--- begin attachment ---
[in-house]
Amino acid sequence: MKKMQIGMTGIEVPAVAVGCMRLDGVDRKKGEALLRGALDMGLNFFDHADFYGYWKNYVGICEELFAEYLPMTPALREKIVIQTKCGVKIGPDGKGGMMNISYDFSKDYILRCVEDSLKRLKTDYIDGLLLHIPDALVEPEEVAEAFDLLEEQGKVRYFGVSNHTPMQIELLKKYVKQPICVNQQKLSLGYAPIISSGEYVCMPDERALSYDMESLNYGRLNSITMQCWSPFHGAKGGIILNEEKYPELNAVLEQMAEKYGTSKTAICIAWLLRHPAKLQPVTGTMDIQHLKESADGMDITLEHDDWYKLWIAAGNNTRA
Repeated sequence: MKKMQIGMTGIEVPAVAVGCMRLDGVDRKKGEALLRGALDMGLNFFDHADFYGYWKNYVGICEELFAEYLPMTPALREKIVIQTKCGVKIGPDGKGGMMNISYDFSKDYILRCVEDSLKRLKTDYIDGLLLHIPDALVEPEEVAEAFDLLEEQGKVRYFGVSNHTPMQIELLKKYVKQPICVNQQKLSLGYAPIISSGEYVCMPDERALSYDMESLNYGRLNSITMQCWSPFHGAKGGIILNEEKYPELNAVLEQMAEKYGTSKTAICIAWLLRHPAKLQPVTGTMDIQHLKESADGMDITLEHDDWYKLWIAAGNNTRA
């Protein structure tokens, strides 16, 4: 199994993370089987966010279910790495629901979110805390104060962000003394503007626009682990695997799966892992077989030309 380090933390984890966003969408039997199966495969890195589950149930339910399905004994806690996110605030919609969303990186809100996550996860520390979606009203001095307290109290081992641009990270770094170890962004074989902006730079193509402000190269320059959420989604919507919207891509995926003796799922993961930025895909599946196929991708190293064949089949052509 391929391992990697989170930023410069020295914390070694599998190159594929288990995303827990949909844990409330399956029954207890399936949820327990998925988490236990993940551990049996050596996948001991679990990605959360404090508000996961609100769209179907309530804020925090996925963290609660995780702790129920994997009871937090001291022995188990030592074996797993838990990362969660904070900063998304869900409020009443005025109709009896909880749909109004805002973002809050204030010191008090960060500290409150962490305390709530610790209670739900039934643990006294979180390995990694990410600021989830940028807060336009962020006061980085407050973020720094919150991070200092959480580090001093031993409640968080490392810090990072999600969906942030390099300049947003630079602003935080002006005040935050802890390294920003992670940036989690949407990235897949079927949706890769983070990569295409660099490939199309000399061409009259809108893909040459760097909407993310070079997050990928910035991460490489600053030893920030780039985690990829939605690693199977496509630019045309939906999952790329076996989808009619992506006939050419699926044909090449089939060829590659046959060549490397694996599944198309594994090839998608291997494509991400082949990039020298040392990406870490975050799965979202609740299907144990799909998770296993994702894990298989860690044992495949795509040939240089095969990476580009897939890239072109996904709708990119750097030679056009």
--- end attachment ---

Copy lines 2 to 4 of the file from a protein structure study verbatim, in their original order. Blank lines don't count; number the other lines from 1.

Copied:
Amino acid sequence: MKKMQIGMTGIEVPAVAVGCMRLDGVDRKKGEALLRGALDMGLNFFDHADFYGYWKNYVGICEELFAEYLPMTPALREKIVIQTKCGVKIGPDGKGGMMNISYDFSKDYILRCVEDSLKRLKTDYIDGLLLHIPDALVEPEEVAEAFDLLEEQGKVRYFGVSNHTPMQIELLKKYVKQPICVNQQKLSLGYAPIISSGEYVCMPDERALSYDMESLNYGRLNSITMQCWSPFHGAKGGIILNEEKYPELNAVLEQMAEKYGTSKTAICIAWLLRHPAKLQPVTGTMDIQHLKESADGMDITLEHDDWYKLWIAAGNNTRA
Repeated sequence: MKKMQIGMTGIEVPAVAVGCMRLDGVDRKKGEALLRGALDMGLNFFDHADFYGYWKNYVGICEELFAEYLPMTPALREKIVIQTKCGVKIGPDGKGGMMNISYDFSKDYILRCVEDSLKRLKTDYIDGLLLHIPDALVEPEEVAEAFDLLEEQGKVRYFGVSNHTPMQIELLKKYVKQPICVNQQKLSLGYAPIISSGEYVCMPDERALSYDMESLNYGRLNSITMQCWSPFHGAKGGIILNEEKYPELNAVLEQMAEKYGTSKTAICIAWLLRHPAKLQPVTGTMDIQHLKESADGMDITLEHDDWYKLWIAAGNNTRA
């Protein structure tokens, strides 16, 4: 199994993370089987966010279910790495629901979110805390104060962000003394503007626009682990695997799966892992077989030309 380090933390984890966003969408039997199966495969890195589950149930339910399905004994806690996110605030919609969303990186809100996550996860520390979606009203001095307290109290081992641009990270770094170890962004074989902006730079193509402000190269320059959420989604919507919207891509995926003796799922993961930025895909599946196929991708190293064949089949052509 391929391992990697989170930023410069020295914390070694599998190159594929288990995303827990949909844990409330399956029954207890399936949820327990998925988490236990993940551990049996050596996948001991679990990605959360404090508000996961609100769209179907309530804020925090996925963290609660995780702790129920994997009871937090001291022995188990030592074996797993838990990362969660904070900063998304869900409020009443005025109709009896909880749909109004805002973002809050204030010191008090960060500290409150962490305390709530610790209670739900039934643990006294979180390995990694990410600021989830940028807060336009962020006061980085407050973020720094919150991070200092959480580090001093031993409640968080490392810090990072999600969906942030390099300049947003630079602003935080002006005040935050802890390294920003992670940036989690949407990235897949079927949706890769983070990569295409660099490939199309000399061409009259809108893909040459760097909407993310070079997050990928910035991460490489600053030893920030780039985690990829939605690693199977496509630019045309939906999952790329076996989808009619992506006939050419699926044909090449089939060829590659046959060549490397694996599944198309594994090839998608291997494509991400082949990039020298040392990406870490975050799965979202609740299907144990799909998770296993994702894990298989860690044992495949795509040939240089095969990476580009897939890239072109996904709708990119750097030679056009």